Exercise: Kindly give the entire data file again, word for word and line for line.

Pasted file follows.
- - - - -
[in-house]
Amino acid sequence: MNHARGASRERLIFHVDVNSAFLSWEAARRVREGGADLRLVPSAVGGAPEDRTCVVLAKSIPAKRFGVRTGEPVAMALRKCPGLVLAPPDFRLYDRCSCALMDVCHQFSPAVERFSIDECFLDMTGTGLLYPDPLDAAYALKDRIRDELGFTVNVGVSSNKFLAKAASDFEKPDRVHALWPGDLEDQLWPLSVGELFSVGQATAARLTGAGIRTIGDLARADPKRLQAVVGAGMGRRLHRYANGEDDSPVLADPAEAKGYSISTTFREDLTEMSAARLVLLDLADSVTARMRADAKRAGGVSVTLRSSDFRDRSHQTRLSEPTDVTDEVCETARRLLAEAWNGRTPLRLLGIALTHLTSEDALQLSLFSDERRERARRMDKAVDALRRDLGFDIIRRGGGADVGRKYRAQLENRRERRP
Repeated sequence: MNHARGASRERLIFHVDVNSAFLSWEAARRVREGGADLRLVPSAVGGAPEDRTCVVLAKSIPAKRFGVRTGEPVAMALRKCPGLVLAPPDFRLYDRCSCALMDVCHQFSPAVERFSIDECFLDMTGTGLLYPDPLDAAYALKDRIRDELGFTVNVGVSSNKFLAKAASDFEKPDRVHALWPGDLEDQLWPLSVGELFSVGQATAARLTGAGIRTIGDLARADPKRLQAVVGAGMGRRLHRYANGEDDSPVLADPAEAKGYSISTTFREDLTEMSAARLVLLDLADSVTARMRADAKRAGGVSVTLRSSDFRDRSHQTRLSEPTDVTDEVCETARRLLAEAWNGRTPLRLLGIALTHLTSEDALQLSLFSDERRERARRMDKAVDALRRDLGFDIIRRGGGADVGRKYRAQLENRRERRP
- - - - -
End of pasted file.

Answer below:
[in-house]
Amino acid sequence: MNHARGASRERLIFHVDVNSAFLSWEAARRVREGGADLRLVPSAVGGAPEDRTCVVLAKSIPAKRFGVRTGEPVAMALRKCPGLVLAPPDFRLYDRCSCALMDVCHQFSPAVERFSIDECFLDMTGTGLLYPDPLDAAYALKDRIRDELGFTVNVGVSSNKFLAKAASDFEKPDRVHALWPGDLEDQLWPLSVGELFSVGQATAARLTGAGIRTIGDLARADPKRLQAVVGAGMGRRLHRYANGEDDSPVLADPAEAKGYSISTTFREDLTEMSAARLVLLDLADSVTARMRADAKRAGGVSVTLRSSDFRDRSHQTRLSEPTDVTDEVCETARRLLAEAWNGRTPLRLLGIALTHLTSEDALQLSLFSDERRERARRMDKAVDALRRDLGFDIIRRGGGADVGRKYRAQLENRRERRP
Repeated sequence: MNHARGASRERLIFHVDVNSAFLSWEAARRVREGGADLRLVPSAVGGAPEDRTCVVLAKSIPAKRFGVRTGEPVAMALRKCPGLVLAPPDFRLYDRCSCALMDVCHQFSPAVERFSIDECFLDMTGTGLLYPDPLDAAYALKDRIRDELGFTVNVGVSSNKFLAKAASDFEKPDRVHALWPGDLEDQLWPLSVGELFSVGQATAARLTGAGIRTIGDLARADPKRLQAVVGAGMGRRLHRYANGEDDSPVLADPAEAKGYSISTTFREDLTEMSAARLVLLDLADSVTARMRADAKRAGGVSVTLRSSDFRDRSHQTRLSEPTDVTDEVCETARRLLAEAWNGRTPLRLLGIALTHLTSEDALQLSLFSDERRERARRMDKAVDALRRDLGFDIIRRGGGADVGRKYRAQLENRRERRP